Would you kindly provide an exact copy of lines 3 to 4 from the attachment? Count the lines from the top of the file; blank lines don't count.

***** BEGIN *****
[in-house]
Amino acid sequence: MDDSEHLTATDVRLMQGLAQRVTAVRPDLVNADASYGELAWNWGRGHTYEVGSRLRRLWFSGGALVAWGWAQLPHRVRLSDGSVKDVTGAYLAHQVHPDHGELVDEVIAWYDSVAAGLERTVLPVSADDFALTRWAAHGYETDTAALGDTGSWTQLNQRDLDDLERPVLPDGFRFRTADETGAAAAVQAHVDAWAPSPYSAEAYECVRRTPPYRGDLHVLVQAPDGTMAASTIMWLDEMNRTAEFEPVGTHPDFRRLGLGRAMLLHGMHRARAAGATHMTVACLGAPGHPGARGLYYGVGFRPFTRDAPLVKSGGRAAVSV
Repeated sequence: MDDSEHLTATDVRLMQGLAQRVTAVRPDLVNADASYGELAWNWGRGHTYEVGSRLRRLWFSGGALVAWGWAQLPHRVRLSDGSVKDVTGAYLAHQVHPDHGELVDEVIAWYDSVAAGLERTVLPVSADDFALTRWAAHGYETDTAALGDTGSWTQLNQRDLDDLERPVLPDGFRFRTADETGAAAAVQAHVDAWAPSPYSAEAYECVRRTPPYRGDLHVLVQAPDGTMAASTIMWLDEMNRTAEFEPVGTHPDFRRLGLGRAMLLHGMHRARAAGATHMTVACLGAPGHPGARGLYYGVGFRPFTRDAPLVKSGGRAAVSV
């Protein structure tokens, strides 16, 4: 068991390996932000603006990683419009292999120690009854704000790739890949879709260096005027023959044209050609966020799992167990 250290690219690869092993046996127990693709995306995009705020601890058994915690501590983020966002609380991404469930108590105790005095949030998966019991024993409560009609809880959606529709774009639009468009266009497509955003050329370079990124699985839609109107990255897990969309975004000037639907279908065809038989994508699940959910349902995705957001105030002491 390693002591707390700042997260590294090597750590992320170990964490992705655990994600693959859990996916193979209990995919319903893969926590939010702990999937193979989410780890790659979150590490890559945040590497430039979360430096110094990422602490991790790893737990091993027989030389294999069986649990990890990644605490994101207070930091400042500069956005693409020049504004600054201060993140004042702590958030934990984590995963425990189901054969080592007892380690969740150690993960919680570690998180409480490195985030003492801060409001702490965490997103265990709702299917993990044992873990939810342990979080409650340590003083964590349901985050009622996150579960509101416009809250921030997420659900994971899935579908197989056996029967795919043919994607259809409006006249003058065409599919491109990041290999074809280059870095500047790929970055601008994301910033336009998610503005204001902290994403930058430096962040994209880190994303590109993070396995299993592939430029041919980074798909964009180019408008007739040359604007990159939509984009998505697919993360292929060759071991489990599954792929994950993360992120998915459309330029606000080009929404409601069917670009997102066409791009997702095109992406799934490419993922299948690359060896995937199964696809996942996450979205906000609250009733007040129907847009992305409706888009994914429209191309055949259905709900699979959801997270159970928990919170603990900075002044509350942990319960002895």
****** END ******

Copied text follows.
Repeated sequence: MDDSEHLTATDVRLMQGLAQRVTAVRPDLVNADASYGELAWNWGRGHTYEVGSRLRRLWFSGGALVAWGWAQLPHRVRLSDGSVKDVTGAYLAHQVHPDHGELVDEVIAWYDSVAAGLERTVLPVSADDFALTRWAAHGYETDTAALGDTGSWTQLNQRDLDDLERPVLPDGFRFRTADETGAAAAVQAHVDAWAPSPYSAEAYECVRRTPPYRGDLHVLVQAPDGTMAASTIMWLDEMNRTAEFEPVGTHPDFRRLGLGRAMLLHGMHRARAAGATHMTVACLGAPGHPGARGLYYGVGFRPFTRDAPLVKSGGRAAVSV
């Protein structure tokens, strides 16, 4: 068991390996932000603006990683419009292999120690009854704000790739890949879709260096005027023959044209050609966020799992167990 250290690219690869092993046996127990693709995306995009705020601890058994915690501590983020966002609380991404469930108590105790005095949030998966019991024993409560009609809880959606529709774009639009468009266009497509955003050329370079990124699985839609109107990255897990969309975004000037639907279908065809038989994508699940959910349902995705957001105030002491 390693002591707390700042997260590294090597750590992320170990964490992705655990994600693959859990996916193979209990995919319903893969926590939010702990999937193979989410780890790659979150590490890559945040590497430039979360430096110094990422602490991790790893737990091993027989030389294999069986649990990890990644605490994101207070930091400042500069956005693409020049504004600054201060993140004042702590958030934990984590995963425990189901054969080592007892380690969740150690993960919680570690998180409480490195985030003492801060409001702490965490997103265990709702299917993990044992873990939810342990979080409650340590003083964590349901985050009622996150579960509101416009809250921030997420659900994971899935579908197989056996029967795919043919994607259809409006006249003058065409599919491109990041290999074809280059870095500047790929970055601008994301910033336009998610503005204001902290994403930058430096962040994209880190994303590109993070396995299993592939430029041919980074798909964009180019408008007739040359604007990159939509984009998505697919993360292929060759071991489990599954792929994950993360992120998915459309330029606000080009929404409601069917670009997102066409791009997702095109992406799934490419993922299948690359060896995937199964696809996942996450979205906000609250009733007040129907847009992305409706888009994914429209191309055949259905709900699979959801997270159970928990919170603990900075002044509350942990319960002895």